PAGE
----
Timely service but room for improvement

By Ni Tao
0 Comment(s)Print E-mail Shanghai Daily, February 10, 2017
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The No. 71 bus service has become quite a sight on Shanghai's roads. [Xinhua]

The Lunar New Year started with some big news for Shanghai's public transport system.

The new and improved No. 71 bus, which mainly travels along the city's traffic artery, Yan'an Road, hit the road to much fanfare during the Spring Festival holidays.

With a distinct signal system and a lane set aside for its exclusive use, the No. 71 bus service has become quite a sight on Shanghai's roads.

My daily commute involves driving past sections of Yan'an Road, and once in a while I see the No. 71 buses, decked out in silver gray, whoosh past my car and I cannot but marvel at how sleek and posh they look.

Unlike other buses, which have to pull over to the right side of the road to pick up and let off passengers, all but four of the No. 71 bus stops are built underneath the Yan'an Elevated Highway. The glass doors that slide open on the platforms remind passengers that the new bus services are at least partially modeled after the city's Metro system and meant to impress.

Nonetheless, it has been a norm over the years that every improvement made to public services is greeted with plaudits as well as brickbats, and the new bus service is no exception.

In the week after the service was launched, its operator received a great deal of feedback from citizens complaining that the rerouted bus line did little to cut their commute time. So why bother to set a lane aside for a single bus line?

Besides, many citizens are also questioning the wisdom behind a station design that, in their view, makes it inconvenient and unsafe for passengers to access the service.

One of their chief complaints is that getting around motorized traffic and reaching the bus stops beneath the elevated highway requires laboriously ascending and descending the overpass, which takes extra time and makes life harder for senior citizens.

There are even cases of passengers risking their lives jaywalking and climbing over the glass doors into the platform due to unfamiliarity with how the new system works.

Feeling that public criticisms, however mild, may foreshadow the future of a well-meaning measure, the bus operator responded at length to concerns voiced by the public about what they see as a "passenger-unfriendly" system.

The No. 71 bus line, with 25 stops and a length of 17.5 kilometers, traverses downtown districts including Changning, Jingan and Huangpu and ends near the Bund. A complete journey from one end of the line to the other normally requires 75 minutes, but can take longer during rush hour.

Although specially designed and installed traffic signal lights are meant to give the No. 71 bus priority over other vehicles, so as to cut travel time, their effect isn't so self-evident because of extended delays at bus stops.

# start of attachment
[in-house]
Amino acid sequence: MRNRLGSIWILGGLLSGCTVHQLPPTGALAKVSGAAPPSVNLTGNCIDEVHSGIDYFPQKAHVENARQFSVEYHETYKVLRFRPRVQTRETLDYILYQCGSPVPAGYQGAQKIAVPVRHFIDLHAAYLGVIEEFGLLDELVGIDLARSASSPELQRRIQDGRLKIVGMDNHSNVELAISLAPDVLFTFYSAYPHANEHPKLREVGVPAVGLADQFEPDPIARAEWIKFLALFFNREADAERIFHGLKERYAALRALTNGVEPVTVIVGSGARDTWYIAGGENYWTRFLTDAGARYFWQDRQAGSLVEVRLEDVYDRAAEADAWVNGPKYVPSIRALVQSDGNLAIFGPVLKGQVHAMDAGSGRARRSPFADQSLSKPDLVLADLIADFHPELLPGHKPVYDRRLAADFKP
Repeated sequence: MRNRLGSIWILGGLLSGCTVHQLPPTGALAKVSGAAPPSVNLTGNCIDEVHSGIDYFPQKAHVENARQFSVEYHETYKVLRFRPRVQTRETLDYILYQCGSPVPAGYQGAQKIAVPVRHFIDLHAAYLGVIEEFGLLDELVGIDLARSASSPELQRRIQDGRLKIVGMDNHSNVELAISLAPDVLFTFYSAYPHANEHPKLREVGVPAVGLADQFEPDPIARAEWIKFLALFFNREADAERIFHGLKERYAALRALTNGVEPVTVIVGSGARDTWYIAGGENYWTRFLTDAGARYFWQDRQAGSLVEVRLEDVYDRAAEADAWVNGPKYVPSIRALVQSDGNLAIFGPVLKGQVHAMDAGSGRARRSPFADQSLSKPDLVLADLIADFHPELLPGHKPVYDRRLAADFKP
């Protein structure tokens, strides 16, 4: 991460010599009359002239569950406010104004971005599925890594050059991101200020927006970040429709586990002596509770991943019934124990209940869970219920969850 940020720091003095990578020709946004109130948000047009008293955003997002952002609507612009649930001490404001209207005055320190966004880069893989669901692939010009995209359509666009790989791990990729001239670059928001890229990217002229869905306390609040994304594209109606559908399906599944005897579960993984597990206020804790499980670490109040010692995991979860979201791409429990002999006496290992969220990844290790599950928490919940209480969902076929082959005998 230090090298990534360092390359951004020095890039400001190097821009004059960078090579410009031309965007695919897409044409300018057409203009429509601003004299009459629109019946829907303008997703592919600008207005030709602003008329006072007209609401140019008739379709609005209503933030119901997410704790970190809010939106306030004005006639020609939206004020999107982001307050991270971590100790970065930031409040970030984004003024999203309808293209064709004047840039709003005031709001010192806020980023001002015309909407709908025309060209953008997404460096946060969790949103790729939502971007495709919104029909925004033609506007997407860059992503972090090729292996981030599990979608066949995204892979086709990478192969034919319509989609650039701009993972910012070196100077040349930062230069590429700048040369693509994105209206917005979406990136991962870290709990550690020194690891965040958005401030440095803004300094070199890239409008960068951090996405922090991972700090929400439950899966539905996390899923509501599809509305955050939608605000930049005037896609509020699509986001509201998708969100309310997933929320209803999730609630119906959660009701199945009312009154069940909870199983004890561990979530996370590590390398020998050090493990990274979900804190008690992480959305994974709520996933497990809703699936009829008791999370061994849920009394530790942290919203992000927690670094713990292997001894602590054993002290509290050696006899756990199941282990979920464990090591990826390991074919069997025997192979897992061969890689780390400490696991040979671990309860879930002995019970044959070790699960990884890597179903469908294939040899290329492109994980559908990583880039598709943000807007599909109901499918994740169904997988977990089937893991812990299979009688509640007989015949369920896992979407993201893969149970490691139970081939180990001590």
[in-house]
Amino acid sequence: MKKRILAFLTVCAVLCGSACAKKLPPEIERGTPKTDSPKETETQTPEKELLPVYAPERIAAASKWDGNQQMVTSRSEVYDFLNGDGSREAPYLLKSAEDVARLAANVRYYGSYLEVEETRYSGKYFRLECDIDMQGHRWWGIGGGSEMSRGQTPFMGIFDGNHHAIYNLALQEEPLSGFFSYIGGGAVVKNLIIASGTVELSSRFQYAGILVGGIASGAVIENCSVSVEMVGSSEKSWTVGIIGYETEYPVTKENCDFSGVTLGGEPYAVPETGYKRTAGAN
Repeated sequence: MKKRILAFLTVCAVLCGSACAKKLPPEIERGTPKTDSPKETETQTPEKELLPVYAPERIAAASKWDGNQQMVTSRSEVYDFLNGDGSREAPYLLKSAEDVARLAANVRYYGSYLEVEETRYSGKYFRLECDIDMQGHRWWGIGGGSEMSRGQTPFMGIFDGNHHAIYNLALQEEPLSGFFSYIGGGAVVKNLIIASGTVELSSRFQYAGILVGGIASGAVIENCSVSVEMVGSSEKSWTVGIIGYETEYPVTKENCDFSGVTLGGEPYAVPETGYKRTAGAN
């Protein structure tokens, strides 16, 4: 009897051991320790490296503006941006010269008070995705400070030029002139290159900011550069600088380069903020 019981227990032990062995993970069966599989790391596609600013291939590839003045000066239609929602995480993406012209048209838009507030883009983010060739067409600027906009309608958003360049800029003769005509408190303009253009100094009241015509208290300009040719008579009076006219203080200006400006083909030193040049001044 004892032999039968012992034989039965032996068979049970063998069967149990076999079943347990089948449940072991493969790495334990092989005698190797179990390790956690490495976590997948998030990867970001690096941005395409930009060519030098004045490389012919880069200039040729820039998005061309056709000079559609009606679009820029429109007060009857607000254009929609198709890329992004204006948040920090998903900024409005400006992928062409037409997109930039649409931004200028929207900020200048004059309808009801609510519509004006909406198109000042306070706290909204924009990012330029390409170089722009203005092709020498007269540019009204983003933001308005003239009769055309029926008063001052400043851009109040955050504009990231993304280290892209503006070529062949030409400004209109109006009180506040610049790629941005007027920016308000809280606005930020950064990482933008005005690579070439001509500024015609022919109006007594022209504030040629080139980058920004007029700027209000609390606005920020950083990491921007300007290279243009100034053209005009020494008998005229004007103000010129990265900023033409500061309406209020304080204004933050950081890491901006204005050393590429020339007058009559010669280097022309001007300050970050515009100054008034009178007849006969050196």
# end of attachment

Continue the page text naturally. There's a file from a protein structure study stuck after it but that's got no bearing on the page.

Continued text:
Chen Jizhou, who oversees the new bus line's operations, explained to Shanghai Observer, a news app affiliated with Jiefang Daily, that delays in passenger pickup and drop-off are largely to blame for the low ratings given to the so-called "priority" signal system.

Right now the bus travels at an average speed of 14.8 kilometers per hour, enabling it to complete the journey in roughly 75 minutes.


This may not be bad in the eyes of operators like Chen, but Yang Xiaoguang, a Tongji University professor and expert on public transport, believes that efforts must be stepped up to upgrade the signal and dispatch system to increase the bus speed to at least 20 kilometers per hour, which he said is the global standard for similar express bus services.

Higher speed, however, is not what the new bus line is primarily about, and the fact that many think otherwise is a result of a mismatch between public expectations and the service's real purpose — to guarantee arrival on time despite the notorious congestion that bogs down traffic during rush hours.

Indeed, I used to be a frequent rider of the No. 71 bus. In the past, buses were left to compete for right of way with more agile and reckless private cars. Near collisions or fender-benders were common. Things were worse during rush hours or when it rained. In what can be described as "Carmaggedon," bus drivers angrily honked their horns but could go nowhere as they got stuck in a so-called bus-only lane that had been encroached upon by personal vehicles.

After a crackdown which began last year on violations of traffic regulations, bus-only lanes were finally returned to buses. And the latest official move of assigning a special express lane for the No. 71 bus is one of many significant achievements witnessed in the city's urban transport system. The next step, it seems, is to make the lane more worthy of its "express" designation.

And more has to be done to make the system sufficiently passenger-friendly to be welcomed by the public. For example, citizens suggest painting arrow signs on sidewalks to point first-time passengers in the direction of bus stations, so they don't get lost or jaywalk.

The criticisms directed at the newly launched bus line are yet another illustration of the necessity for our public service providers to do their jobs with greater foresight and attention to detail.

It can be expected that with the upcoming Lantern Festival, traditionally a time marked by massive inflows of migrants back to town, the No. 71 bus line will face a larger passenger flow — in other words, a bigger challenge.

We'll soon find out how it will cope with the passenger volume surge.

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